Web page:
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bongme

Can : Devotees 'find God through cannabis'

18 posts in this topic

Hi

By DON PEAT, Toronto Sun

A constitutional challenge by two members of the "Church of the Universe" busted on drug charges was back in court Tuesday.

Church of the Universe lawyer Paul Lewin kicked off four days of closing submissions Tuesday by arguing the defence has proven the belief of the church members is sincere and based on a nexus with religion.

"They really do find God through cannabis," he said. "Canada has a long history of religious tolerance.

"It's like hockey, we are good at it. We're world leaders."

Brothers Peter Styrsky, 53, and Shahrooz Kharaghani, 31, both minister-members of the Beaches Mission of God-Assembly of The Church of the Universe, in the Beaches, were charged with trafficking marijuana after they allegedly sold pot to two undercover cops who infiltrated their "congregation" in 2006.

Lawyers for the church are seeking an exemption to the country's marijuana laws from Madam Justice Thea Herman, saying it infringes on their religious rights.

The ministers' lawyers are asking Herman to strike down the laws prohibiting the possession, cultivation and distribution of cannabis-related substances because it violates the church's right to practise its religion.

The trial is expected to go on until at least Friday.

It is believed to be the first time a Canadian court has been asked to define what is a religion and whether its illegal practices are protected by the Charter of Rights.

Ear

Bongme

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Interesting.

Keep an eye out for the result wontcha, Bongme?

Woof

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lol

...now HYV , how do i get ordained as a Cantheist minister..?

peas and faith

rm

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lol georgey no but younmay find me

Hi

By DON PEAT, Toronto Sun

A cobut tounstitutional challenge by two members of the "Church of the Universe" busted on drug charges was back in court Tuesday.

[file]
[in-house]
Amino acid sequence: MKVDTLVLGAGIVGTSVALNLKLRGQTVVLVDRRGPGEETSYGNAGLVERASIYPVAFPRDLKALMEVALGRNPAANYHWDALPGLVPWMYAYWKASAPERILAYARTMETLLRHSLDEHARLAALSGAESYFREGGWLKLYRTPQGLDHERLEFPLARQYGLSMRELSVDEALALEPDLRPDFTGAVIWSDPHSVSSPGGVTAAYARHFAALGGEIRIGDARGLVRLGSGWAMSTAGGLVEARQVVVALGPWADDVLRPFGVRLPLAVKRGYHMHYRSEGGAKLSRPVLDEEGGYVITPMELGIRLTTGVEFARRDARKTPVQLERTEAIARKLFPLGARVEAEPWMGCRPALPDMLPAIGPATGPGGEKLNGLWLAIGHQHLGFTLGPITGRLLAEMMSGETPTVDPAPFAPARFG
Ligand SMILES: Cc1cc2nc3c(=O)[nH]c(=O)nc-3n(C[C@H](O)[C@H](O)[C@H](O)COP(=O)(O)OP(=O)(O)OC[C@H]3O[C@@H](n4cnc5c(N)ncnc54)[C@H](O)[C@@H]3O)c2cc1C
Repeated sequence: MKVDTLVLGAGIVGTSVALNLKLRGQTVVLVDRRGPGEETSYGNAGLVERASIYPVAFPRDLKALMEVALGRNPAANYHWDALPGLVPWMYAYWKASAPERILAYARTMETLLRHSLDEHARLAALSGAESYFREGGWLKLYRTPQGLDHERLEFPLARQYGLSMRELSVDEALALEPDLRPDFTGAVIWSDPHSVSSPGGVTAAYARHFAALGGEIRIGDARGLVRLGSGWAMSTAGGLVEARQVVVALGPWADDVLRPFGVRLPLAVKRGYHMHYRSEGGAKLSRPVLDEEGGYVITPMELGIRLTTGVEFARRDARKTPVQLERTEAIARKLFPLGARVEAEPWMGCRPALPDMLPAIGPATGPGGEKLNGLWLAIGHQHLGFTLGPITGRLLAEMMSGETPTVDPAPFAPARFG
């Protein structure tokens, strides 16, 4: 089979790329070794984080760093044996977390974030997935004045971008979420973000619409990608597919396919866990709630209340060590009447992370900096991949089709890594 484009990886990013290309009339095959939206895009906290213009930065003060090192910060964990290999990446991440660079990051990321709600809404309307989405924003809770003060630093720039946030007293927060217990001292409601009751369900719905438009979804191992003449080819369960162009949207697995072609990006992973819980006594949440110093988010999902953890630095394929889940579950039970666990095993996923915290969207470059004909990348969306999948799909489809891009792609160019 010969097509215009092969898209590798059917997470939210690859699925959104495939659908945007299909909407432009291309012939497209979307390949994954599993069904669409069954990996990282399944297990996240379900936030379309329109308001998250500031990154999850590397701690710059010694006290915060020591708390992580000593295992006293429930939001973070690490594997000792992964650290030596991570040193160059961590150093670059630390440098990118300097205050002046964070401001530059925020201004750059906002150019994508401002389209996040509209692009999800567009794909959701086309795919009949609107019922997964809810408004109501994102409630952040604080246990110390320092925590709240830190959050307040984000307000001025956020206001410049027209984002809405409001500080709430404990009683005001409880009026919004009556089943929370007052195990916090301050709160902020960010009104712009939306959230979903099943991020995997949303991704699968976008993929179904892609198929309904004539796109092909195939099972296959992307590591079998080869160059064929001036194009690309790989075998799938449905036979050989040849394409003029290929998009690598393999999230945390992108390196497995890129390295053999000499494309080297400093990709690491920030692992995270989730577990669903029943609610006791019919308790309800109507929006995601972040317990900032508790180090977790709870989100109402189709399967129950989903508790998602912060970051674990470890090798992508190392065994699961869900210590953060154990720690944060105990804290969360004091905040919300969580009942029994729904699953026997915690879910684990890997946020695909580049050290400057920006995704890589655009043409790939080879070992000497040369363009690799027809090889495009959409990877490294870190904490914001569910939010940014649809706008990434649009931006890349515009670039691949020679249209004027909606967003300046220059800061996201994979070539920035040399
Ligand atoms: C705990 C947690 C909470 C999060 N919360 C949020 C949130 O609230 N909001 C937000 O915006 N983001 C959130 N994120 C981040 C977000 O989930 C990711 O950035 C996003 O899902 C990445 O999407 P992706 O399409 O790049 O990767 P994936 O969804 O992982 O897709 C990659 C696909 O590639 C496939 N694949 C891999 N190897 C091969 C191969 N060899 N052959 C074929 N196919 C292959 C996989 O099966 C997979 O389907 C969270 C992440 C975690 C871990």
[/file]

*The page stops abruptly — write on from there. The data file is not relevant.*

Church of the Universe lawyer Paul Lewin kicked off four days of closing submissions Tuesday by arguing the defence has proven the belief of the church members is sincere and based on a nexus with religion.

"They really do find God through cannabis," he said. "Canada has a long history of religious tolerance.

"It's like hockey, we are good at it. We're world leaders."

Brothers Peter Styrsky, 53, and Shahrooz Kharaghani, 31, both minister-members of the Beaches Mission of God-Assembly of The Church of the Universe, in the Beaches, were charged with trafficking marijuana after they allegedly sold pot to two undercover cops who infiltrated their "congregation" in 2006.

Lawyers for the church are seeking an exemption to the country's marijuana laws from Madam Justice Thea Herman, saying it infringes on their religious rights.

The ministers' lawyers are asking Herman to strike down the laws prohibiting the possession, cultivation and distribution of cannabis-related substances because it violates the church's right to practise its religion.

The trial is expected to go on until at least Friday.

It is believed to be the first time a Canadian court has been asked to define what is a religion and whether its illegal practices are protected by the Charter of Rights.